Darren P. Lehrich - Deutsche Bank AG, Research Division

Okay. And then, just 1 more if I could. I just want to see if, like, we can get some color on the hospice business and whether or not you're seeing census being impacted by the recent ruling by CMS to discourage debility and adult failure to thrive as a primary diagnosis starting next year?

Donald D. Stelly

I guess the good news is we didn't have a lot of that to start off with, so it's not hurting us. As a matter of fact, I'm extremely pleased that we just hit the all-time high in our census numbers for our hospice. And as Keith said, we still have a lot of opportunity with that. So it's a good stout organic growth number. The failure to thrive, really, isn't going to hurt us, and we just certainly need to probably penetrate our secondary market more than we have and get it kind of up to equivalent home health secondary market penetration. So, really, up there looks pretty good for us.

Operator

This does conclude the question-and-answer session of today's program. I'd like to hand the program back to Keith for any closing remarks.

Donald D. Stelly

Keith, if I could, before you could make closing remarks, I just want to say 2 quick things. One, I'm personally, and we as a management team, are excited about just coming on board. Jeff is experienced, he's knowledgeable and honestly, he's a good guy. But for a long time now, I've sat across from my partner in crime, Peter Roman, and I just want to say that I can't even start to say what he has done for our company, our patients, our employees and our shareholders. It would take a whole lot longer than you have to listen. But what I can say is that so many times in this business, when you hear of a retirement or someone going to pursue other opportunities, we smile with the wonder of what the story behind the story. There is no story and the smile is because him, Sissy and his family are going to enjoy the fruits of a heck of a career. So Pete, I've really enjoyed being your partner. In the long run, we've had some great times and some pretty rough ones. But I've been honored to work with you, and I wish you all the best in your retirement. Maybe if you'll hold a cigar for me, I'll go smoke it with you.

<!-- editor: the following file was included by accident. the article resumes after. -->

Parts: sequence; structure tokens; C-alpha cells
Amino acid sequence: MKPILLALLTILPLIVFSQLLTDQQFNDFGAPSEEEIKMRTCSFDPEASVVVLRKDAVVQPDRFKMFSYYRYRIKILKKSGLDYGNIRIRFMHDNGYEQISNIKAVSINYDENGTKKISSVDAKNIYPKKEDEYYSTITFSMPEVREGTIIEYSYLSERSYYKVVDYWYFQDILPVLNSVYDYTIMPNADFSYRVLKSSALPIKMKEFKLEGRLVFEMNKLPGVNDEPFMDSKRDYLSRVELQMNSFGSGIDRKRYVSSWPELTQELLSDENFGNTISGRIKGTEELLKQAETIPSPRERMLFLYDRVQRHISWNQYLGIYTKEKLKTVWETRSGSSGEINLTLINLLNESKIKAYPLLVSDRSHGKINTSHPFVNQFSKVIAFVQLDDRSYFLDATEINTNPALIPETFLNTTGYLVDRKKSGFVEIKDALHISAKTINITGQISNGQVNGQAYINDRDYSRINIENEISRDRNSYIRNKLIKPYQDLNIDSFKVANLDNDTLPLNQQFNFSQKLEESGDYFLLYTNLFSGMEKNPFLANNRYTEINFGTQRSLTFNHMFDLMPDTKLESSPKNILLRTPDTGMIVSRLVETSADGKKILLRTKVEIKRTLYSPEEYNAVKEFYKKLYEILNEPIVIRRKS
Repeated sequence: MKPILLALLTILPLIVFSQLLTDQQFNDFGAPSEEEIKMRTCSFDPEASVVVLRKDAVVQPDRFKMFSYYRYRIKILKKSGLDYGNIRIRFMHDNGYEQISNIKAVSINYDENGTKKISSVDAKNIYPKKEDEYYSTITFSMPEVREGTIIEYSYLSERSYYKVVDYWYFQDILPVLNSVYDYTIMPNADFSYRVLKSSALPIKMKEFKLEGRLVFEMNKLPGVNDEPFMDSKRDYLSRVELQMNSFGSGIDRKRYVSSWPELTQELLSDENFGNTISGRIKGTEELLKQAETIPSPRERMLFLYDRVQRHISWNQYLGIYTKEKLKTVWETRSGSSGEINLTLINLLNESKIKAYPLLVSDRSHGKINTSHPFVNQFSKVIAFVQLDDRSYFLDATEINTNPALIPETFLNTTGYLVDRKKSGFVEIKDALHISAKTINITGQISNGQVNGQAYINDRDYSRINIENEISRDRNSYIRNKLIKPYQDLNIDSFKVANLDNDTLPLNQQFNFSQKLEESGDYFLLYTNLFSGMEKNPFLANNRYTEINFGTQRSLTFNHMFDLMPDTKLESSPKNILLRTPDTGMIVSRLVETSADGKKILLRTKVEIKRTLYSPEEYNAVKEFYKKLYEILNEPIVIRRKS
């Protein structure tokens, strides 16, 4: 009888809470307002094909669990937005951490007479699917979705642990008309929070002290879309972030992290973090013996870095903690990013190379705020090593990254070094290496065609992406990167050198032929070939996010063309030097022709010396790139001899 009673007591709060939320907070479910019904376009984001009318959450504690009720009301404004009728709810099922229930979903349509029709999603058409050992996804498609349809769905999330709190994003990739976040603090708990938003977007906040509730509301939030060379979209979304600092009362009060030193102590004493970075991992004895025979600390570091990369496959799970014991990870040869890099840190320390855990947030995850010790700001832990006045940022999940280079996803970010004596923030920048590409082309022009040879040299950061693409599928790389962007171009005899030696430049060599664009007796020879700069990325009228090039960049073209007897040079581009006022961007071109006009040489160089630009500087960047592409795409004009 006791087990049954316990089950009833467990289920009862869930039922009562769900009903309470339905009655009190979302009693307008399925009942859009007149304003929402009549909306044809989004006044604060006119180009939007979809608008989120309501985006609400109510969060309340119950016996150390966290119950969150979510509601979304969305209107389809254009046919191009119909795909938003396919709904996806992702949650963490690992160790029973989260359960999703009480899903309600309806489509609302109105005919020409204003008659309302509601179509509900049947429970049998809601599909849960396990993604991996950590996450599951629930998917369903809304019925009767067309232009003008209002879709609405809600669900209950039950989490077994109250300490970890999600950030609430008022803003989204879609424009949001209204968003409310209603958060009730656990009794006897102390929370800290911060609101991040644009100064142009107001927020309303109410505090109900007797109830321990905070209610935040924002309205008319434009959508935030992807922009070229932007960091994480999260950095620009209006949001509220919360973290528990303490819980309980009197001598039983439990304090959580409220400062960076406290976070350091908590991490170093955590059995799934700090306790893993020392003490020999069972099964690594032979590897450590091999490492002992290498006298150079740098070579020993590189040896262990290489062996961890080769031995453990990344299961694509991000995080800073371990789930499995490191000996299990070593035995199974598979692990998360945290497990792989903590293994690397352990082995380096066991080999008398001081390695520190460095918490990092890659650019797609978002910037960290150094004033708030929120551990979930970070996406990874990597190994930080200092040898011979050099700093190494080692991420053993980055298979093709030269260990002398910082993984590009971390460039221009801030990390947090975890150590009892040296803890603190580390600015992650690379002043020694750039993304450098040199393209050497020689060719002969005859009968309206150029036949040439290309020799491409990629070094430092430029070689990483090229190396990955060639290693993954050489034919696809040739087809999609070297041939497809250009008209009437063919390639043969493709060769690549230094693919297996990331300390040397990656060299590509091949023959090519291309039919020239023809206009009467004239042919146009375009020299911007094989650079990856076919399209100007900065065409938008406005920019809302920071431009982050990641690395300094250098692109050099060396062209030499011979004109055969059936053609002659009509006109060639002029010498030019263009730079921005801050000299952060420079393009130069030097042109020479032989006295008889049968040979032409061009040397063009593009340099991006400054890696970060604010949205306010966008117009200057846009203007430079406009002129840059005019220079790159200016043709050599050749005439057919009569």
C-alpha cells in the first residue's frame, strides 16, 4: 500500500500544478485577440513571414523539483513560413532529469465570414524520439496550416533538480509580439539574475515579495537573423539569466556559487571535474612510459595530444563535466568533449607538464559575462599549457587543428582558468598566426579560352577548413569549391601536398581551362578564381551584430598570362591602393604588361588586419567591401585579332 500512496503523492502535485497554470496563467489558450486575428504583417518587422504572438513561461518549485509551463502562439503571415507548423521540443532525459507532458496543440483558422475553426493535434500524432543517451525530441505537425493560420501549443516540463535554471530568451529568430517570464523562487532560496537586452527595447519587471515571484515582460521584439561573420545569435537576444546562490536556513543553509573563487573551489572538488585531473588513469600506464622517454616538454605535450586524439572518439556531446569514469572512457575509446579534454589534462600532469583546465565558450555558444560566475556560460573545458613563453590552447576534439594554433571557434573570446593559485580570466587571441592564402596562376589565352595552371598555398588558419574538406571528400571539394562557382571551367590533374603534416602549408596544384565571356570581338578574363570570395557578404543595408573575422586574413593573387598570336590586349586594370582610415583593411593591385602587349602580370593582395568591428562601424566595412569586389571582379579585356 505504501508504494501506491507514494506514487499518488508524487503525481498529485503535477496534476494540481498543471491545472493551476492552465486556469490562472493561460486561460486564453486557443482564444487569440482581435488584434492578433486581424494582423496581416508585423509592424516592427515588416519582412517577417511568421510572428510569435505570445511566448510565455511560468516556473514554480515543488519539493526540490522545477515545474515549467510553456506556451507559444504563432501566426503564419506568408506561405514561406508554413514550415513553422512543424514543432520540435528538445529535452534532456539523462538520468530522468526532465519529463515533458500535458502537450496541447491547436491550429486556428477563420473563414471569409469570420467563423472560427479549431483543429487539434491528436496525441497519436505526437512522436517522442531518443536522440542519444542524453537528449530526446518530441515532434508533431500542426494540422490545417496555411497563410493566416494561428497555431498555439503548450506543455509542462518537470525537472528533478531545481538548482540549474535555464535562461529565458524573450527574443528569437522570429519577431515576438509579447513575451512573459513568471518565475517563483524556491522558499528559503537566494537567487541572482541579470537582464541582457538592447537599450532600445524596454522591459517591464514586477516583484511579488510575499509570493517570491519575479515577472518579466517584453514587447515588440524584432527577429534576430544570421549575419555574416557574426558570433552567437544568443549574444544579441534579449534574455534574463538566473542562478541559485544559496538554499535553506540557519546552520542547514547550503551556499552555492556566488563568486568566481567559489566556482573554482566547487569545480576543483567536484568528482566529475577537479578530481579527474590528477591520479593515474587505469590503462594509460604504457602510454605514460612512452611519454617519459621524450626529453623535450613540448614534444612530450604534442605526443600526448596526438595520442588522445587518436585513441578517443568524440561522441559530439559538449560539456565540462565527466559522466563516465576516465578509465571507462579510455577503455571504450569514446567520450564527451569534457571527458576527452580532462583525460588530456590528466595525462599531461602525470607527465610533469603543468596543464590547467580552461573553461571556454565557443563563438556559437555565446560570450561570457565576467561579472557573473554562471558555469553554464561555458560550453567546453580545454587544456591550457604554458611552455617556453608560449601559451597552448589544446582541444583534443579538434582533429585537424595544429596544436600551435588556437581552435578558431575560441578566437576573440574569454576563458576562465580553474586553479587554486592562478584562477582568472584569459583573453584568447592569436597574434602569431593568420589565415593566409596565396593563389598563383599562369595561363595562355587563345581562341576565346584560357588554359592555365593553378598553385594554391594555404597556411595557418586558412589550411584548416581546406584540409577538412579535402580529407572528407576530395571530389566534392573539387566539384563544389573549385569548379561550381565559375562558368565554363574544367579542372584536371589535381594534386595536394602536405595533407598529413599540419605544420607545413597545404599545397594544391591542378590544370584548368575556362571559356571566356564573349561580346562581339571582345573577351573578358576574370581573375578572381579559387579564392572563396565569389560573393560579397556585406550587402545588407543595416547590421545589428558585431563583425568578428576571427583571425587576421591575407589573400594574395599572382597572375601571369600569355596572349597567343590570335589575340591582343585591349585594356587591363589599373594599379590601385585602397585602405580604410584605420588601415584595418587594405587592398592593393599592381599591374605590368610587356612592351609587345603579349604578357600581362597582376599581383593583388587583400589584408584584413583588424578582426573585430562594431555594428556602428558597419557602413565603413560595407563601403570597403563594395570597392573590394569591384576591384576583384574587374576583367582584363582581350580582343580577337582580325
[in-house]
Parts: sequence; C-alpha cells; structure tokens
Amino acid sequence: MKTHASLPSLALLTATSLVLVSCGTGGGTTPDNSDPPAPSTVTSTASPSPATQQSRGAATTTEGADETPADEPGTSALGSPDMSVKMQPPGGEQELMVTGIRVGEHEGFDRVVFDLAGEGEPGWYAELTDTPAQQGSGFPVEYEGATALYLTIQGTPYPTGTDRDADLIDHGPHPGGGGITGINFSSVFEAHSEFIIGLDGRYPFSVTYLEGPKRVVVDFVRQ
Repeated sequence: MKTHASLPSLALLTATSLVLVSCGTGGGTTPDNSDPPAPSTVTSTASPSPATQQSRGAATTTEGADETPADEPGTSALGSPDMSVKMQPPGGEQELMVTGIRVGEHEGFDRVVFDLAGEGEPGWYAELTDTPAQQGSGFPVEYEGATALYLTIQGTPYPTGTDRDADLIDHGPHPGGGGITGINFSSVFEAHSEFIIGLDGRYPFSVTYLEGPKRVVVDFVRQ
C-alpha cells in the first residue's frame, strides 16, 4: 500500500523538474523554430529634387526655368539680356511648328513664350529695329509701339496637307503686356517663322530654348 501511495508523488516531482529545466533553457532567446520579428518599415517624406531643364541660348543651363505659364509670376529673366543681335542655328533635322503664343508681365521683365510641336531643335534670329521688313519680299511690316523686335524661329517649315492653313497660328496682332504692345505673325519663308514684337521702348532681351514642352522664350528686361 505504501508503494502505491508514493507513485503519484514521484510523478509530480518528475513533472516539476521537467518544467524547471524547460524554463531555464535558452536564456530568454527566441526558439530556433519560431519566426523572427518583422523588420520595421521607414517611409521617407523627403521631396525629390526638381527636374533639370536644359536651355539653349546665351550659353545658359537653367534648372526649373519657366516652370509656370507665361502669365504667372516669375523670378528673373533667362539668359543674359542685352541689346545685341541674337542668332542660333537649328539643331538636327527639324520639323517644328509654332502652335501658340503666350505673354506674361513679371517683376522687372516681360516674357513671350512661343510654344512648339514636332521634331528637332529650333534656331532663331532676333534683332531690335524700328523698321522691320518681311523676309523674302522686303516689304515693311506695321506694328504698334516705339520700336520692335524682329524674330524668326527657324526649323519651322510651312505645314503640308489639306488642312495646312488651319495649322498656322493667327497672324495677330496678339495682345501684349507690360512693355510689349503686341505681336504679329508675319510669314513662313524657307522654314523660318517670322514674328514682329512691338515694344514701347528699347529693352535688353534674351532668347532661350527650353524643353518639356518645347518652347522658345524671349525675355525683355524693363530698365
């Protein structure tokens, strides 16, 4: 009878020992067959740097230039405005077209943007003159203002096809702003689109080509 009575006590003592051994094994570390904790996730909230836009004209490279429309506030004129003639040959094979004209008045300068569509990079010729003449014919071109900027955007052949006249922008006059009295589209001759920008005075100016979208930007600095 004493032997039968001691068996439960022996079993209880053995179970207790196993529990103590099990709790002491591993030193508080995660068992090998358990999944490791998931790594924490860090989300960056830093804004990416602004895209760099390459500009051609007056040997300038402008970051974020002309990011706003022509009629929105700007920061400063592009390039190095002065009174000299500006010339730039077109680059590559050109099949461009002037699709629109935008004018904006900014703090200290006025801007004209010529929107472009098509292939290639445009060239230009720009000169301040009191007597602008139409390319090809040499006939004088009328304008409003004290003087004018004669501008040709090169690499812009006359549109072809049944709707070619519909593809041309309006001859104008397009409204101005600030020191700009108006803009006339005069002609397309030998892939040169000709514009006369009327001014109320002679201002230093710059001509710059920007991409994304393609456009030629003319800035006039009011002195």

Keith G. Myers

Hear, hear. I'll just jump in on that. And Pete, congratulations, sincerely. In 2004, when you and I started this journey, I couldn't have anticipated all the things that we were going to go through but I can tell you, in all honesty, with no close second, you're the best CFO I've worked with. And the mark you've left on this company is going to be around for a really long time. We owe you a debt of gratitude, and I don't think we can ever repay. We wish you and Sissy and your family all the best, and thank you, my friend, for a job well done.

Donald D. Stelly

Thank you very much. Hear, hear.

Keith G. Myers

Okay. Thank you, everyone, for joining us this morning. And as always, if you have any questions, please feel free to reach out to us and follow up in between calls. Thank you for the supporting our LHC Group family.

Operator

Thank you, ladies and gentlemen, for your participation in today's conference. This does conclude the program. You may now disconnect. Good day.